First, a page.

Big nights by Crochet, Julks help Sox end four-game skid

May 22nd, 2024

TORONTO -- Done with trudging through a taxing road trip, the White Sox zipped past the Blue Jays to stop the skid.

There was no power surge or one big inning. Tuesday night’s 5-0 win was built on speed and contact, and on ’s continued run of success. It gave the White Sox their first victory in five games since the start of the road trip between New York and Chicago.

“We produced runs any way, any how,” said catcher Korey Lee, who reached on an error and came around to score in the second inning. “We did a good job getting guys over. … Just put together good at-bats, and we’ll have success like that.”

It helps when your starter is dealing on the other side.

Crochet extended his scoreless streak to 19 innings in the win, holding the Blue Jays off the bases until the fifth inning. His six frames of two-hit ball with one walk and four strikeouts also lifted him to a new season high in innings pitched. Crochet now has 57 2/3 frames under his belt this season, elapsing the 54 1/3 innings he threw in 2021.

Long-term health is no longer a concern, so Crochet is focused on testing different boundaries.

“He’s learning,” said manager Pedro Grifol. “He's learning how to read bats, he’s learning how to make adjustments and when [opponents] make adjustments to him.”

This matchup was a good test.

Crochet rode the heater against a low-strikeout, righty-heavy Blue Jays lineup. He topped out at 99 mph with the fastball, which he threw an above-average 61 percent of the time on 85 pitches (55 strikes).

“You tip your hat, man,” Blue Jays manager John Schneider said of Crochet. “That kid throws 100 mph. He’s got good [stuff]. That’s his third good game in a row. We hit some balls hard, but didn’t get much going. You tip your hat to a good pitcher.”

There’s plenty of reason to tip your hat given how Crochet adapted, but he had both feet on the ground after the outing.

“There weren’t a lot of strikeouts on the table, I knew that going into the game, so it’s kind of just, ‘Attack and live in the zone,’” said Crochet. “So I let myself down a little bit with the strike percentage. But, I mean, another good one, another win. So, I’m happy about it.”

Run support came early for Crochet, first from the Nicky Lopez RBI single that plated Lee in the second and later in the form of , who has continued to shine since being acquired from the Astros on May 15.

Julks gave the White Sox some separation with a two-out single that brought in two more runs in the fifth inning. After fouling off a first-pitch fastball, Julks watched as left-hander Yusei Kikuchi threw two uncompetitive offspeed pitches to get ahead in the count. He was ready for the heater that time, drilling it between third and short with an exit velocity of 105.2 mph.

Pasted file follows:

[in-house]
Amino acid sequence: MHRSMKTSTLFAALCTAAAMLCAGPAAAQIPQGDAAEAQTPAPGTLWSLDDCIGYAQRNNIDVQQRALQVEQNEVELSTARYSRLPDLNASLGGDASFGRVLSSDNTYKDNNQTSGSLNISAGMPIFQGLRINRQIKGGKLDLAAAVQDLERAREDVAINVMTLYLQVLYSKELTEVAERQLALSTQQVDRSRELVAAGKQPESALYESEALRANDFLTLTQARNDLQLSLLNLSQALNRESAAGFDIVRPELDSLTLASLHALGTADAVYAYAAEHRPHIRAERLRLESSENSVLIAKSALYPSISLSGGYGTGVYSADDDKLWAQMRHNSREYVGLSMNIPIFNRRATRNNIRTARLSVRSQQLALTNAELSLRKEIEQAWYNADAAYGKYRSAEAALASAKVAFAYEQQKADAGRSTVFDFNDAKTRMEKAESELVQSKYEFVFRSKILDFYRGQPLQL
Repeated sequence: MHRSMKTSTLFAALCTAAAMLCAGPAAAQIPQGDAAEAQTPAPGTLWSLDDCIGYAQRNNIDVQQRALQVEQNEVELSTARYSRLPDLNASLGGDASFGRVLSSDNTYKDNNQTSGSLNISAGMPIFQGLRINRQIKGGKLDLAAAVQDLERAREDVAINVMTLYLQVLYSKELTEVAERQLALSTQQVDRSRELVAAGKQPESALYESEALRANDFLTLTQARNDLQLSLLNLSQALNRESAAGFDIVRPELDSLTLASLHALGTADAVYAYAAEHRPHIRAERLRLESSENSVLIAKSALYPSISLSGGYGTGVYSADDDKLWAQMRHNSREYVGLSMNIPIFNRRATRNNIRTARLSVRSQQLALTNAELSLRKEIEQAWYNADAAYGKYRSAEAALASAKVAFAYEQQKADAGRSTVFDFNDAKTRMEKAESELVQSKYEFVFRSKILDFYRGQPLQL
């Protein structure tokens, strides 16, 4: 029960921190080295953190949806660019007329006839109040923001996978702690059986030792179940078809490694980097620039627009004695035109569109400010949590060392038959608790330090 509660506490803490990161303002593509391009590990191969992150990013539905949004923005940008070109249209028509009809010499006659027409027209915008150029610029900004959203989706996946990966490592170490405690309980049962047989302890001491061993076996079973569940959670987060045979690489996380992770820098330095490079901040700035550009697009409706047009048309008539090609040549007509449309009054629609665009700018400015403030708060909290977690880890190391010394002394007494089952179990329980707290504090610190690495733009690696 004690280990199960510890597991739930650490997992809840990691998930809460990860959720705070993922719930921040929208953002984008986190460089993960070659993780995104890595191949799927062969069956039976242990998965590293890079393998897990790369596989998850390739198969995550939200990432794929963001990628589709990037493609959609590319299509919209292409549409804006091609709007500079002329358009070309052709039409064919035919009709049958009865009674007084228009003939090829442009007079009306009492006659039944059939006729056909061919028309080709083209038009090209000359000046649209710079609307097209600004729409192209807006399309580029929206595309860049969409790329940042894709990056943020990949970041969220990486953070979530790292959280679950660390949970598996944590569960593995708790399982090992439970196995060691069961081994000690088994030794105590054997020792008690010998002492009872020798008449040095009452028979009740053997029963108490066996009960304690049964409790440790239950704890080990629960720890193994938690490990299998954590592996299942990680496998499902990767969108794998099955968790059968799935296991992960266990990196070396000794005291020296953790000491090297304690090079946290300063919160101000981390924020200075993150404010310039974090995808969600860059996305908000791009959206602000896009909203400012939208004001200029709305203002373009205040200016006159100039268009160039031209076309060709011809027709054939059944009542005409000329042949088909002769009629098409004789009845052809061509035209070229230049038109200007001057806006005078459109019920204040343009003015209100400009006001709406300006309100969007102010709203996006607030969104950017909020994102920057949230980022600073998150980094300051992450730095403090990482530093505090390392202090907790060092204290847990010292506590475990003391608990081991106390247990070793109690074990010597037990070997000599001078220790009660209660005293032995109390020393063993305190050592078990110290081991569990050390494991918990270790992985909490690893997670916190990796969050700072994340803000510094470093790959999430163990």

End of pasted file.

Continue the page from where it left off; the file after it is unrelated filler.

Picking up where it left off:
That came one inning after Julks walked and stole second base -- his second steal in four games since joining the White Sox.

“I just want to help in any way possible,” said Julks. “And [the White Sox] want me to run. So I said, ‘OK, I can do that for you, no doubt.’”

For a club that hasn’t hit the ball hard with consistency so far this season, Julks’ value is quite clear. His bat has some pop, as evidenced by his five home runs in 33 Minor League games this season. Add that to the potential to wreak havoc on the bases -- and some remarkable outfield defense -- and you’ll see why the White Sox struck a deal for the 28-year-old.

Julks was DFA’d by the Astros on May 15 and traded to Chicago five days later. He seemed to belong in the Majors from the get-go, especially after a solid first season in Houston, but roster construction can be thankless at times.

His fresh start with the White Sox has been eye-popping. Julks has seen most of his at-bats against left-handed pitchers, posting a .400 average (4-for-10) with a 1.338 OPS, one homer and three RBIs over four games.

“He’s a special player,” said Lee, who was teammates with Julks coming up in the Astros’ system. “He brings a lot of energy. He's a hard worker, he’s a competitor, he’s an even better guy. As soon as he came over here, we welcomed him with [open] arms.”